Student Resources

Student resources are interactive activities collected from around the Web. They can be used to support related lesson plans or as standalone activities in the classroom. Browse our library of student resources by grade level or subject area below.

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History & Social Studies
Vietnam Oral History Project: Gene Feher

Vietnam Oral History Project: Gene Feher

Vietnam veteran Gene Feher,interviewed by Maryland high school students for the Vietnam Oral History Project. For EDSITEment lesson plan, Doing Oral History with Vietnam War Veterans, Activity 2

History & Social Studies
Vietnam Oral History Project: Jack Power

Vietnam Oral History Project: Jack Power

Vietnam veteran Jack Power, interviewed by Maryland high school students for the Vietnam Oral History Project. For EDSITEment lesson plan, Doing Oral History with Vietnam War Veterans, Activity 2

History & Social Studies
Vietnam Oral History Project: Jennifer Davidson

Vietnam Oral History Project: Jennifer Davidson

Bringing in primary sources, such as oral histories to supplement the textbook is essential, and oral histories are a particularly valuable tool for cultivating historical empathy and nurturing a sense of caring among students.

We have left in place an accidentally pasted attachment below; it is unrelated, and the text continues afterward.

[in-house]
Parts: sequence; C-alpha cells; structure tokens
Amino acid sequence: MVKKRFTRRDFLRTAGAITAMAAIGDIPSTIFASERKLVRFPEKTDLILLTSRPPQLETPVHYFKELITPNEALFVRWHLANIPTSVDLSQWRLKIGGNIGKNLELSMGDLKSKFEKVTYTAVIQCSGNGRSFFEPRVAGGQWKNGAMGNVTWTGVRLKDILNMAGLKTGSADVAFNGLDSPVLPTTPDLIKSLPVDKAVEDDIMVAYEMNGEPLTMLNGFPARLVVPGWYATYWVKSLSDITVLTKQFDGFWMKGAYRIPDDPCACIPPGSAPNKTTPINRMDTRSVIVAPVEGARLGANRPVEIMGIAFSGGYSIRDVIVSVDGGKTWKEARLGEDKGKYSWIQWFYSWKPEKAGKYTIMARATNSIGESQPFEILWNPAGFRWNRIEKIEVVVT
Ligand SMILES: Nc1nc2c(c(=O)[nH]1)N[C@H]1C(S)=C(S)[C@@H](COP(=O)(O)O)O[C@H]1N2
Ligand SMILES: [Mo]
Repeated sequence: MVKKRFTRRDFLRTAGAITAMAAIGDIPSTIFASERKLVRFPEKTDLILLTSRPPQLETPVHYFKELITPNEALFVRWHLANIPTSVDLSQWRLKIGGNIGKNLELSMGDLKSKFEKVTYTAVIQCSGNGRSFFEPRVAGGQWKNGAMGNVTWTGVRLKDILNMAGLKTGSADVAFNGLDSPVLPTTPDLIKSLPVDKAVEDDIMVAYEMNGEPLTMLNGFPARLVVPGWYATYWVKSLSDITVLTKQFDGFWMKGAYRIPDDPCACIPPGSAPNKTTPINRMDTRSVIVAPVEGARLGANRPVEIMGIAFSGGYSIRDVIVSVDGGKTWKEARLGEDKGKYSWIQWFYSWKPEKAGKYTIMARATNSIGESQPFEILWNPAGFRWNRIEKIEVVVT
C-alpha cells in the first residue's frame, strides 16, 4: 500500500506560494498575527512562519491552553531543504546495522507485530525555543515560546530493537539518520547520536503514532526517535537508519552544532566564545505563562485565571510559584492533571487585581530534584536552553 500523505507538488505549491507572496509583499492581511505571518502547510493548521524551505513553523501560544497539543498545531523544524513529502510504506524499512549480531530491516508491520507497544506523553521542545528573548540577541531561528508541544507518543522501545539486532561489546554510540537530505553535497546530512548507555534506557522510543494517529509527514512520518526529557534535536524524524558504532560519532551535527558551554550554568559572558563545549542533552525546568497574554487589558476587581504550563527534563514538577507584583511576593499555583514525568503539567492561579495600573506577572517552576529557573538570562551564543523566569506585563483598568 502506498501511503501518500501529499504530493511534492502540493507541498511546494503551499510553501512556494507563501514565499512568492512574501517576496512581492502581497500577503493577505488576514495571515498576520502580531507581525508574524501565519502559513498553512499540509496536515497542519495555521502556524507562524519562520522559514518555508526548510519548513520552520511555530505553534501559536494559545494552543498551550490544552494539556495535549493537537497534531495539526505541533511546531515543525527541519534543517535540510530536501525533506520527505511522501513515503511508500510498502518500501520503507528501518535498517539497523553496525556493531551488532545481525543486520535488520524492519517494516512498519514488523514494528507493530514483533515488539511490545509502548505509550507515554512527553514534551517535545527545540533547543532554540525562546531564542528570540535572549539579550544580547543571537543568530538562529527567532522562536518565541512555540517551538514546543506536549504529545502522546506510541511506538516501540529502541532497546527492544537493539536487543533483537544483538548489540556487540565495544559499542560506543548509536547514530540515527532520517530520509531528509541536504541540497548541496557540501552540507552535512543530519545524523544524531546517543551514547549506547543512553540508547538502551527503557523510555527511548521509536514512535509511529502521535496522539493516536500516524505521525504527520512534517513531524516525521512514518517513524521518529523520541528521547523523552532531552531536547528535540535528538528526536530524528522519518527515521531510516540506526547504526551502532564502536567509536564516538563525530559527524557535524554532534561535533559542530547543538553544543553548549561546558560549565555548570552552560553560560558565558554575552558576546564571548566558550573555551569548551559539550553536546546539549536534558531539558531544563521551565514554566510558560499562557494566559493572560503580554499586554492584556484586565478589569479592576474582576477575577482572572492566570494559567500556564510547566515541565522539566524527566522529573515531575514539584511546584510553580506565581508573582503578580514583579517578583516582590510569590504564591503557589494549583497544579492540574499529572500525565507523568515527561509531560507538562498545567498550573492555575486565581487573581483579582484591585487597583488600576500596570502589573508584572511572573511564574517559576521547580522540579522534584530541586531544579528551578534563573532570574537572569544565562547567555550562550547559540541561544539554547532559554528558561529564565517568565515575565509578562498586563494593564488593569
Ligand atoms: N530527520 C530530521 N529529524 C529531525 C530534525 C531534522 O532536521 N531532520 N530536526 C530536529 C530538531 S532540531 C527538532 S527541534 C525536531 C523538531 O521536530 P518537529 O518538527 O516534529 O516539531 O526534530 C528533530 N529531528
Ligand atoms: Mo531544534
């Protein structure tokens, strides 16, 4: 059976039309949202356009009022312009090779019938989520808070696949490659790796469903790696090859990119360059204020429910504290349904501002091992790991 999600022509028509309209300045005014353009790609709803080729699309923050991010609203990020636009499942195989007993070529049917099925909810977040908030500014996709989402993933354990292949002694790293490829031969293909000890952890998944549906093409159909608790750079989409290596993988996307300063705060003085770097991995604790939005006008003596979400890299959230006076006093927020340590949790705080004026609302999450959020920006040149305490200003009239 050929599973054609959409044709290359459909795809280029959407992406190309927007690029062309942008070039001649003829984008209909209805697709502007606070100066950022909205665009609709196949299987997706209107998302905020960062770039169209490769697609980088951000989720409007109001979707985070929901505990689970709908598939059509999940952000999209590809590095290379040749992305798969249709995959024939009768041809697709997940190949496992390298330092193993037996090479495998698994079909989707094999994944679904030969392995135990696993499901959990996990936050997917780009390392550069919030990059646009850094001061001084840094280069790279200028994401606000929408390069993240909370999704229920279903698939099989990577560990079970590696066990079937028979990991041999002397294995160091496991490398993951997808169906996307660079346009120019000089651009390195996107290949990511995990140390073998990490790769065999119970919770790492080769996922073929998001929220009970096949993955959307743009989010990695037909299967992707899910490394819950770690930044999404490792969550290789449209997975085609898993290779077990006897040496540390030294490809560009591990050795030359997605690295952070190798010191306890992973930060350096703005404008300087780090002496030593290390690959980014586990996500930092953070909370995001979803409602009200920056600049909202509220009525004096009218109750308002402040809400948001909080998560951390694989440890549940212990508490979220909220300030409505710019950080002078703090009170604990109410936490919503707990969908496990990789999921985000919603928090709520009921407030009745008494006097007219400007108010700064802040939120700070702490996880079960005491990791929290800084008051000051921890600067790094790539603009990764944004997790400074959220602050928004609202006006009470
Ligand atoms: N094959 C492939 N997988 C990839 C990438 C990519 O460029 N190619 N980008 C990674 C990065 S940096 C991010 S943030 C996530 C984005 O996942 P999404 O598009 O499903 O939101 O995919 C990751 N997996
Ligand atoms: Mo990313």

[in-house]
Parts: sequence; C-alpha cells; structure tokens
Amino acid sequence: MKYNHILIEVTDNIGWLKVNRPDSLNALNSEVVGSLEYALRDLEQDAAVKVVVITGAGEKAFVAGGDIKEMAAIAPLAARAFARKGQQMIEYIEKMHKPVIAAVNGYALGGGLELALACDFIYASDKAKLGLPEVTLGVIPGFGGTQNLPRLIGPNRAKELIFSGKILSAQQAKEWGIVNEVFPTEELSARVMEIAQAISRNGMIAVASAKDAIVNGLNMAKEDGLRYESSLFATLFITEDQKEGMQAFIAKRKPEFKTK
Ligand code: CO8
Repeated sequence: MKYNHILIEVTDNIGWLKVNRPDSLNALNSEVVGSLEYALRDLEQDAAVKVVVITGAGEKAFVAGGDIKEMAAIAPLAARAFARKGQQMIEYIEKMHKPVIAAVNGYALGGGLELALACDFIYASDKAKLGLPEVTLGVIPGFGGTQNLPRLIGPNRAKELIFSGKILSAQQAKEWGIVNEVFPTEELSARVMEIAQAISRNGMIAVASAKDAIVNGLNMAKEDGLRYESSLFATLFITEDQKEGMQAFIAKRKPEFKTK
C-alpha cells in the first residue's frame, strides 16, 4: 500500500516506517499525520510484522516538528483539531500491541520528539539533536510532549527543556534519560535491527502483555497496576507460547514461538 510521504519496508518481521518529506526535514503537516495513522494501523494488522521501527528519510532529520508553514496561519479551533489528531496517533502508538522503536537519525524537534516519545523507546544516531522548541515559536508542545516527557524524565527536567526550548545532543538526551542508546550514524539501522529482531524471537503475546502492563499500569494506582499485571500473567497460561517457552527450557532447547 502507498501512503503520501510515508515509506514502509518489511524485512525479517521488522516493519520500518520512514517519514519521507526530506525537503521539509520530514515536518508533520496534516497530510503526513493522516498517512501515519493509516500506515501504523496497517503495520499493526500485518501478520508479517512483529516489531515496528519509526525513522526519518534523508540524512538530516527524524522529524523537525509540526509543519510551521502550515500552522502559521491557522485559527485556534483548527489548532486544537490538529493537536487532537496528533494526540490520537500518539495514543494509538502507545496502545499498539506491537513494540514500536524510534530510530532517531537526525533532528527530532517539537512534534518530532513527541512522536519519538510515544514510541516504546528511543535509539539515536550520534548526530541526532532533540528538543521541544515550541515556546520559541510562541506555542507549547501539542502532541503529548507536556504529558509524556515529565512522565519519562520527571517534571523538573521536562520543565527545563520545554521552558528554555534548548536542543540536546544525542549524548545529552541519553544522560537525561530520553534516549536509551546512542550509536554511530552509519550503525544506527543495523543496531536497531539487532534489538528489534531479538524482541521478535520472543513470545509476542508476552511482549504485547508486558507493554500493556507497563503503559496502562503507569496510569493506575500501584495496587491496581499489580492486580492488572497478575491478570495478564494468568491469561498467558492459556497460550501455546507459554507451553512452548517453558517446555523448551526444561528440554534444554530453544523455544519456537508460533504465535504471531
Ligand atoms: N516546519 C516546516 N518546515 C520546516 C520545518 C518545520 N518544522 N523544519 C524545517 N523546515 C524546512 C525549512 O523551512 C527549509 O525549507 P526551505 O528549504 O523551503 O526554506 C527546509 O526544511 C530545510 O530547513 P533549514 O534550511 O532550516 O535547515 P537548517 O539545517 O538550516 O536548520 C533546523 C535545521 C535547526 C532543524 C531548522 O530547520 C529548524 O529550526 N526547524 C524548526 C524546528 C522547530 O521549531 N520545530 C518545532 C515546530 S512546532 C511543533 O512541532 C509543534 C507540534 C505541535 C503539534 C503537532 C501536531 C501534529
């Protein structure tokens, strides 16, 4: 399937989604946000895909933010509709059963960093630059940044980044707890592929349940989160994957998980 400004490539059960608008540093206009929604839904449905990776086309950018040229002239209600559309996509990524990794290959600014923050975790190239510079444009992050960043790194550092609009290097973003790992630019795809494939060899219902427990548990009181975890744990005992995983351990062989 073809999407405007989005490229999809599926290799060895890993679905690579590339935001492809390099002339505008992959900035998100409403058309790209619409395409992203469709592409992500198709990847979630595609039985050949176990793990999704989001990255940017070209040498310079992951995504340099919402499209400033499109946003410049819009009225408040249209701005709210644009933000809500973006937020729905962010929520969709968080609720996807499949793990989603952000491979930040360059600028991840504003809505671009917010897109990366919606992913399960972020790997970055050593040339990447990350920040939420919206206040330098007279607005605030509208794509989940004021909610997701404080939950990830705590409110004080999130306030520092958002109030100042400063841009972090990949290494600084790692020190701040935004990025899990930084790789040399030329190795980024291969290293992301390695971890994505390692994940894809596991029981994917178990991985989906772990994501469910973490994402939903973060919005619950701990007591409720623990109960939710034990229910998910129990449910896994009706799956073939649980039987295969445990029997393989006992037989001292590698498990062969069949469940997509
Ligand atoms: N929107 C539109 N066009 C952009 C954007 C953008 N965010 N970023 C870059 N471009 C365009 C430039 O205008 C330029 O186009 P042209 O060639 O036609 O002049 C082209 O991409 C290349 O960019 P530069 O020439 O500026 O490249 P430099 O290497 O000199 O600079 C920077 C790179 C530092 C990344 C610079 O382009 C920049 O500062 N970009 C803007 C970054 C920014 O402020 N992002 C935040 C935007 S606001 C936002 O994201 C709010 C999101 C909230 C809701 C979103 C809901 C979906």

History & Social Studies
Vietnam Oral History Project: Barry Lanham

Vietnam Oral History Project: Barry Lanham

Bringing in primary sources, such as oral histories to supplement the textbook is essential, and oral histories are a particularly valuable tool for cultivating historical empathy and nurturing a sense of caring among students.

History & Social Studies
William Henry Singleton: Boy Runaway

William Henry Singleton: Boy Runaway

Born a slave, When he was only six or seven years old, Singleton ran all the way from Atlanta to the North Carolina plantation where his mother lived.

History & Social Studies
Harriet Jacobs: 9 Feet Long and 7 Wide

Harriet Jacobs: 9 Feet Long and 7 Wide

Harriet Jacobs was a remarkable woman who was born into slavery in 1813 in Edenton, North Carolina, and died free in Washington, D.C., at the age of eighty-four. In her writing, she put an individual face on major social and political events of her era, particularly one of the most inhumane aspects of enslaved womanhood, sexual abuse and molestation by white men. After escaping from her master, she spent seven long years enduring great discomfort in the space she called “my dismal little hole,” a 9’ x 7’ x 3’ crawlspace above the porch of her grandmother, emerging only occasionally late at night to try to walk.